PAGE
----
American Pie 21.01.05

With readership in decline, in order to maintain their circulation
figures, many newspapers here – even big ones – are starting to give
away copies. Not at railway and bus stations, but directly to
customers. Many of these are readers who failed to sign up again for
their paper – but they continue to receive them. In fact, it’s
estimated that across the country almost 2 million people each day are
being delivered copies that do not cost them a cent. But they are still
classified as paying customers. Many of the papers are paid for by
advertisers who give them away in hotels, schools, hospitals and at
business conferences. They do so because of a change in the rules that
the publishing industry approved three years ago. It allowed socalled
“third-party sales” to be counted as part of a newspaper’s total
circulation. Without them, many papers would be losing circulation at a
far higher rate, with a consequential effect on ad rates. A new study
shows that the practice is widespread. For example, at USA Today ,
which claims the largest daily circulation in the US (almost 3m a day),
18 per cent of its circulation is “third-party sales”. At the Denver
Post, the figure is 13 per cent, and at the Wall Street Journal , the
second biggest paper in the US, the figure is over eight per cent. Some
newspapers, under pressure, are promising to keep a closer watch on the
figures, if only because the feeling is growing that if a paper is
free, no one really reads it, least of all the ads.

 

The
New York Times , in deciding to invest in The Boston Metro , one of
those real give-away papers, stirred up a hornets’ nest. Local black
organisations alleged that some senior executives of the
Scandinavian-based Metro Group, which publishes 42 free newspapers
around the world, had in the past made insulting and derogatory racial
slurs about some of their employees. When the story broke, the head of
the company, Steve Nyland, at first claimed the remarks had been
misconstrued, but then issued an apology, which was followed by the
resignation of two of the company’s executives. One Boston politician
commented: “It’s a start – but not enough just to say you are sorry.”
The New York Times has not yet said whether it plans to go ahead with
its investment.

 

It was probably the fastest race to
the presses in magazine history. Three top American celebrity magazines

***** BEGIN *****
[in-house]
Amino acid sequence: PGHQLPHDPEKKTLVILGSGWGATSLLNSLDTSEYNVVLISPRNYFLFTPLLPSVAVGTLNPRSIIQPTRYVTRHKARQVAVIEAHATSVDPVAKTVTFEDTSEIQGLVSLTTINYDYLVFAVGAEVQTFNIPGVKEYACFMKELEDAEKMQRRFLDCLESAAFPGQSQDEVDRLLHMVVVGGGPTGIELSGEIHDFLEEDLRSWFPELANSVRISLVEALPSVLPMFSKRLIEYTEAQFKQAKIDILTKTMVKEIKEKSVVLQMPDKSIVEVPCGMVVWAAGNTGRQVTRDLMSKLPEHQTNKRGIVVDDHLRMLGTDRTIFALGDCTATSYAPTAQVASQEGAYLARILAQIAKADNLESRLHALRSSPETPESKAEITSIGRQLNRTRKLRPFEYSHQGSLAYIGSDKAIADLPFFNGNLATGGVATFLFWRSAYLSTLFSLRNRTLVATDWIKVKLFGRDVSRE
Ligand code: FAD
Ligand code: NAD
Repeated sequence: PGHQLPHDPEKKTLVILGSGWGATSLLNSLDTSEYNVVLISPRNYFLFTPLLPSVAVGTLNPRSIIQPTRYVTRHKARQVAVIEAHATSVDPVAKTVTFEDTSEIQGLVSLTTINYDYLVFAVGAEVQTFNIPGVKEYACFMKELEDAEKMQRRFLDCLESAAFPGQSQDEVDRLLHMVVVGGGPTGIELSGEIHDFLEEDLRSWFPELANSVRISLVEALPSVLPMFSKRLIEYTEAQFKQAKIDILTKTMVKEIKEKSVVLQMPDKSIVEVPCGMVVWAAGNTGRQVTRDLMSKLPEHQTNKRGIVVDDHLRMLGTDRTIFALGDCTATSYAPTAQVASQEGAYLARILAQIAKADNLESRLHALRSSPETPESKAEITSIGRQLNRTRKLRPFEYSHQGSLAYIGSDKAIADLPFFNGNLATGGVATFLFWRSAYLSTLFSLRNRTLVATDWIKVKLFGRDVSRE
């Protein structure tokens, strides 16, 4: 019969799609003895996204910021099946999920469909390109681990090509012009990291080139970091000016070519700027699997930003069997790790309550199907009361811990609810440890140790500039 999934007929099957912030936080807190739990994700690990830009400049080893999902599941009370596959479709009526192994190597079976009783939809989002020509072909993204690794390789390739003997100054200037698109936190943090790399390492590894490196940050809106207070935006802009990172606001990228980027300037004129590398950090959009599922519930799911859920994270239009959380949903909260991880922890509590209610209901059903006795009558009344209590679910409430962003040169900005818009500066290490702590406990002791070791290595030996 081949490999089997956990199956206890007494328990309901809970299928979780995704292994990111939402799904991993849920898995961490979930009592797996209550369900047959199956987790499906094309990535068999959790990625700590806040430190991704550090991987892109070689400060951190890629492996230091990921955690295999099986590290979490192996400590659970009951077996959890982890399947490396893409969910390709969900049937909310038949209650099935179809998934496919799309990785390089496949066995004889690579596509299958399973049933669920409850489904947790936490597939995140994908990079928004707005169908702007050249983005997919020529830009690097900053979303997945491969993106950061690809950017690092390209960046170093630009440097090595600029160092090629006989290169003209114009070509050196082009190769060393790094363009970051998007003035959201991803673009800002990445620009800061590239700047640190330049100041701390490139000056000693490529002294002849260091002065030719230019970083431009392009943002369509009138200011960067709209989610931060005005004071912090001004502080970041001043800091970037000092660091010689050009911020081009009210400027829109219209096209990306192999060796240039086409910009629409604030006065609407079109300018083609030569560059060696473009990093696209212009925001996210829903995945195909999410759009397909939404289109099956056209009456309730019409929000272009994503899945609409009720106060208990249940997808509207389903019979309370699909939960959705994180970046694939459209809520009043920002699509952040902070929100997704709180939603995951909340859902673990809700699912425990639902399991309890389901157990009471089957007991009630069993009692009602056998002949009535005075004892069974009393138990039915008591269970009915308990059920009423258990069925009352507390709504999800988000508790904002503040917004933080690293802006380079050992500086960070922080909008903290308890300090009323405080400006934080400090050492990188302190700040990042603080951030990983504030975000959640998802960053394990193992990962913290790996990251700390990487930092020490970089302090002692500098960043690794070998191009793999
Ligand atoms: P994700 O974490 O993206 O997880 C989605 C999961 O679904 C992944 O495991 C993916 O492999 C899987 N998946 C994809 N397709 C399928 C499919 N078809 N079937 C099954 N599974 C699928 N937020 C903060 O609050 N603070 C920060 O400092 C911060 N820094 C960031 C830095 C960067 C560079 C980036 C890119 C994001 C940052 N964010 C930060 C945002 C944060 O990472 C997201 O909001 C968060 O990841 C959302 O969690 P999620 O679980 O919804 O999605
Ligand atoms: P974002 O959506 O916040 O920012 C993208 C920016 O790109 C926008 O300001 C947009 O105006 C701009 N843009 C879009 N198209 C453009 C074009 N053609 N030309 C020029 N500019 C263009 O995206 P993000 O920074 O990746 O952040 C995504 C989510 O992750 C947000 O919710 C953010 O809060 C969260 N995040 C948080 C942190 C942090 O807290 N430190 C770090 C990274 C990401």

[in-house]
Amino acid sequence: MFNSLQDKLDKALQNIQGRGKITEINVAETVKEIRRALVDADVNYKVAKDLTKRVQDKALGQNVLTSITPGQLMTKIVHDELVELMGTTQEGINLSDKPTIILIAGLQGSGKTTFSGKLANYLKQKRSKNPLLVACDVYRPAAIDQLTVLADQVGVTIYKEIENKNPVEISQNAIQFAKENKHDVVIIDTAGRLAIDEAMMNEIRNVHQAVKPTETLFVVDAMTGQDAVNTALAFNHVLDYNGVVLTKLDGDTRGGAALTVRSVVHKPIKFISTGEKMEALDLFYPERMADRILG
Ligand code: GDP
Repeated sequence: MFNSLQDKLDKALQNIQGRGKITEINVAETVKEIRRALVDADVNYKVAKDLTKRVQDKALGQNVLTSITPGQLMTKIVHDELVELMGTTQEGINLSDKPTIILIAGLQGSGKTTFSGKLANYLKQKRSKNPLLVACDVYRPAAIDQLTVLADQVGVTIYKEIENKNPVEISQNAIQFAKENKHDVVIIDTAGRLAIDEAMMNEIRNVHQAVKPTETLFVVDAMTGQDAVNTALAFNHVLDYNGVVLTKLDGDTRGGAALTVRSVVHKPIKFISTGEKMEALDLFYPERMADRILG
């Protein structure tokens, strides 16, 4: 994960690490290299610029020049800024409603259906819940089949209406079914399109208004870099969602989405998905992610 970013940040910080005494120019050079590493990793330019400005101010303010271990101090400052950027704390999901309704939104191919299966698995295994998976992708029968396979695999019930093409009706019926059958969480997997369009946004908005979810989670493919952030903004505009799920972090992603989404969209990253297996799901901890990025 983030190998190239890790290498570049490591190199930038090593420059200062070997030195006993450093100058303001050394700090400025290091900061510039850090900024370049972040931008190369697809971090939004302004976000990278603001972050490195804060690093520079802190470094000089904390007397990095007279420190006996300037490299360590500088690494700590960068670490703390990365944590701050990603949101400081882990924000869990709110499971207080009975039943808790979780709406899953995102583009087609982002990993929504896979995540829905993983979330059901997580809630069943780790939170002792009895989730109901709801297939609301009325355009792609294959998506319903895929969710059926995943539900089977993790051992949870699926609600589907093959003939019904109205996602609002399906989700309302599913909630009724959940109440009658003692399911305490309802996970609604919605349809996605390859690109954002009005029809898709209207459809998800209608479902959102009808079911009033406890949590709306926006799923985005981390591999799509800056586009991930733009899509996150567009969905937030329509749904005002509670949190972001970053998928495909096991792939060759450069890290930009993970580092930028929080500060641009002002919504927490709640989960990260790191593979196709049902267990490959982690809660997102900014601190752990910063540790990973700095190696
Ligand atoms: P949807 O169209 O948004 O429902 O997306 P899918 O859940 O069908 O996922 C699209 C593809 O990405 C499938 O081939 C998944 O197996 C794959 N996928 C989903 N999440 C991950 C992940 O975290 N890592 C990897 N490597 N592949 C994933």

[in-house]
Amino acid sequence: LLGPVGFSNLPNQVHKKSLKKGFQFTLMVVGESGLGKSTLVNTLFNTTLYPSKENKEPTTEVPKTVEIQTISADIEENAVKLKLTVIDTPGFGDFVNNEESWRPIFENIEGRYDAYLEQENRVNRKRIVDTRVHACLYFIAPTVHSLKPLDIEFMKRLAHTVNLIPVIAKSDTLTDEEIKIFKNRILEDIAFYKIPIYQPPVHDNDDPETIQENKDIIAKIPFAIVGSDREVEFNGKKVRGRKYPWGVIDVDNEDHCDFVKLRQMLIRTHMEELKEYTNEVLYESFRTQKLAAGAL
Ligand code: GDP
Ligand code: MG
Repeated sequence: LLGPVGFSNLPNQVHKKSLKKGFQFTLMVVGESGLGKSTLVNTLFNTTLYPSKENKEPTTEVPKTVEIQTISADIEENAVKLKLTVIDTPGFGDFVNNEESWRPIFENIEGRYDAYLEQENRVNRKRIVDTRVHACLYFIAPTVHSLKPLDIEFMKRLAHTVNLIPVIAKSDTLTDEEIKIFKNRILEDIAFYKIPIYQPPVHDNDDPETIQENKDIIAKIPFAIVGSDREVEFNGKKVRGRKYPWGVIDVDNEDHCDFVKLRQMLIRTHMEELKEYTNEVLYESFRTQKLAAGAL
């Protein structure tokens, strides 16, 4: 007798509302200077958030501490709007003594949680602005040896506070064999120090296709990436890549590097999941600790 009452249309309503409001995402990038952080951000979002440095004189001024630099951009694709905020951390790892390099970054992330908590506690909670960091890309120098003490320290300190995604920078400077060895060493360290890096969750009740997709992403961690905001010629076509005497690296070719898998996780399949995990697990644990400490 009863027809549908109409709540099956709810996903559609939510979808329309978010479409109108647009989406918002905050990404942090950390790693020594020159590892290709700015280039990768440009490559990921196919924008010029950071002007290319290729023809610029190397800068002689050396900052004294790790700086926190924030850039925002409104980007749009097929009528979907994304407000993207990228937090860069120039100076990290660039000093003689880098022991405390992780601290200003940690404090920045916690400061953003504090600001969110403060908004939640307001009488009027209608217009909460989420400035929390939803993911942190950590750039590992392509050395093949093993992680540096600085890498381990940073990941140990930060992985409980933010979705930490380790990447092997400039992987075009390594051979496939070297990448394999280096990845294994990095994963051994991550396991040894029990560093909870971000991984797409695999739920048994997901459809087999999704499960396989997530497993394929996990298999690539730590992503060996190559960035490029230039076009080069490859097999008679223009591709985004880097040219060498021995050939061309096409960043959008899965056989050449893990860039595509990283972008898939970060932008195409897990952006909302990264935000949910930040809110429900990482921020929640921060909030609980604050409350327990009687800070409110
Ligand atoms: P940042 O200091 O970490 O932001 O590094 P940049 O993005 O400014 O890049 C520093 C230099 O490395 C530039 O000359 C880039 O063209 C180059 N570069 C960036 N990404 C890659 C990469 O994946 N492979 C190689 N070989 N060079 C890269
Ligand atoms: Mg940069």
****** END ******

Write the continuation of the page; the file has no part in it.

all competing to be first with the news of the break-up of Brad Pitt
and Jennifer Aniston. At People, US and In Touch , it resulted in a lot
of hasty rewriting and replating. All three mags pushed forward their
publication date. The race was won by People, which first broke the
story on its website and then beat the others to the newsstands by at
least 24 hours. It came out four days ahead of its usual schedule,
which meant two issues in one week. The one paper that came out badly
was The Star which was stuck on the newsstands with an outdated splash
that read “Brad and Jen Back On. It’s Baby Time!”

 

News
that Rupert Murdoch is planning to pay a record $44m for a super-sized
penthouse on New York’s Fifth Avenue, overlooking the Central Park Zoo,
left many jaws agape. It even made Page One of the New York Times . But
it turns out that the publisher is no stranger to the building. He
lived there once before in the late 70s when he first bought the New
York Post. In those days it was owned by Laurence Rockefeller. Murdoch
should have bought then. In the 70s, those apartments were selling for a mere million dollars.

 

On
the day that Elvis Presley would have been 70, one of America’s
best-known editors, Dick Stolley, who was running People at the time,
admitted he made one of the worst decisions in magazine history when
Elvis died. He put British actor Marty Feldman on his cover that week.
Sales were abysmal. Admits Stolley: “I should have been fired.” But
then, Stolley was the Life magazine reporter in Dallas when JFK was
shot, and snagged the famous Zaprudder home movie of the assassination,
a coup for which he will always be remembered.

 

Long
faces at Rolling Stone and US magazine. The management has ruled that
any meals that include alcoholic beverages cannot be charged on
expenses. From now on, only sober spreads will be paid for by the
company. President of Wenner Media, Kent Brownridge, admitted: “There’s
some unhappiness, but times are changing.”

 

Former
Fleet Street journalist Anthea Disney, new head of Gemstar, ( Press
Gazette , 17 December) is pushing ahead with her plan for a new celeb
magazine, a sister to TV Guide, aimed at young women who love TV. It
will be edited by another former Fleet Street journalist Steve LeGrice,
previously executive editor of In Touch Weekly .

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